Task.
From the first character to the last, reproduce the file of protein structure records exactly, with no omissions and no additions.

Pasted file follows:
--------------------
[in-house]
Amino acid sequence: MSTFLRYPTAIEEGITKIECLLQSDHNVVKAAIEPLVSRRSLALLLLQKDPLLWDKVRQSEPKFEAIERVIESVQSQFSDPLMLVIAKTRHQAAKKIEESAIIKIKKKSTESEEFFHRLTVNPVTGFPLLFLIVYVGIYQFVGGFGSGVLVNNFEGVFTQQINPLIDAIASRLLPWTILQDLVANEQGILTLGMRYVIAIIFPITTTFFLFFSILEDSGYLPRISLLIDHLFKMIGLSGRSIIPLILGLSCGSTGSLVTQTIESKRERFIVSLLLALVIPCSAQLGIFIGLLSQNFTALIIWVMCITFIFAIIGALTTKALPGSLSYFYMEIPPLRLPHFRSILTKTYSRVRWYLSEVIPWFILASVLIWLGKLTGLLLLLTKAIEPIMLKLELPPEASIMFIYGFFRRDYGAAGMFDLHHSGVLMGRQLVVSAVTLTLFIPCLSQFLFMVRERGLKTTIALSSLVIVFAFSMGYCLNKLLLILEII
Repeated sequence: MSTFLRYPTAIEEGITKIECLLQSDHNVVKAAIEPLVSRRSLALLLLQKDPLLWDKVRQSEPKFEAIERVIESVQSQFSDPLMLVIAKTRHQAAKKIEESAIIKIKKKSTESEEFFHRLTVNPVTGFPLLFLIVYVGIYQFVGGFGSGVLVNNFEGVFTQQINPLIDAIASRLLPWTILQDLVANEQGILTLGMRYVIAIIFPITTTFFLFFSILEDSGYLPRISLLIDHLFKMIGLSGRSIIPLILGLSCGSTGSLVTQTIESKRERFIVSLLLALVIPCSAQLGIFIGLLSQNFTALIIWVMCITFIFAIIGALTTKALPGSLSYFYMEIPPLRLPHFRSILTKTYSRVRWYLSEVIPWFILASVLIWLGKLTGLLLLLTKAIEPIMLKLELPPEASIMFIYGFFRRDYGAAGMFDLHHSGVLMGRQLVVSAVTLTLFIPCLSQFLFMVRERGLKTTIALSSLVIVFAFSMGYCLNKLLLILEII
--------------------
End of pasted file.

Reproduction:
[in-house]
Amino acid sequence: MSTFLRYPTAIEEGITKIECLLQSDHNVVKAAIEPLVSRRSLALLLLQKDPLLWDKVRQSEPKFEAIERVIESVQSQFSDPLMLVIAKTRHQAAKKIEESAIIKIKKKSTESEEFFHRLTVNPVTGFPLLFLIVYVGIYQFVGGFGSGVLVNNFEGVFTQQINPLIDAIASRLLPWTILQDLVANEQGILTLGMRYVIAIIFPITTTFFLFFSILEDSGYLPRISLLIDHLFKMIGLSGRSIIPLILGLSCGSTGSLVTQTIESKRERFIVSLLLALVIPCSAQLGIFIGLLSQNFTALIIWVMCITFIFAIIGALTTKALPGSLSYFYMEIPPLRLPHFRSILTKTYSRVRWYLSEVIPWFILASVLIWLGKLTGLLLLLTKAIEPIMLKLELPPEASIMFIYGFFRRDYGAAGMFDLHHSGVLMGRQLVVSAVTLTLFIPCLSQFLFMVRERGLKTTIALSSLVIVFAFSMGYCLNKLLLILEII
Repeated sequence: MSTFLRYPTAIEEGITKIECLLQSDHNVVKAAIEPLVSRRSLALLLLQKDPLLWDKVRQSEPKFEAIERVIESVQSQFSDPLMLVIAKTRHQAAKKIEESAIIKIKKKSTESEEFFHRLTVNPVTGFPLLFLIVYVGIYQFVGGFGSGVLVNNFEGVFTQQINPLIDAIASRLLPWTILQDLVANEQGILTLGMRYVIAIIFPITTTFFLFFSILEDSGYLPRISLLIDHLFKMIGLSGRSIIPLILGLSCGSTGSLVTQTIESKRERFIVSLLLALVIPCSAQLGIFIGLLSQNFTALIIWVMCITFIFAIIGALTTKALPGSLSYFYMEIPPLRLPHFRSILTKTYSRVRWYLSEVIPWFILASVLIWLGKLTGLLLLLTKAIEPIMLKLELPPEASIMFIYGFFRRDYGAAGMFDLHHSGVLMGRQLVVSAVTLTLFIPCLSQFLFMVRERGLKTTIALSSLVIVFAFSMGYCLNKLLLILEII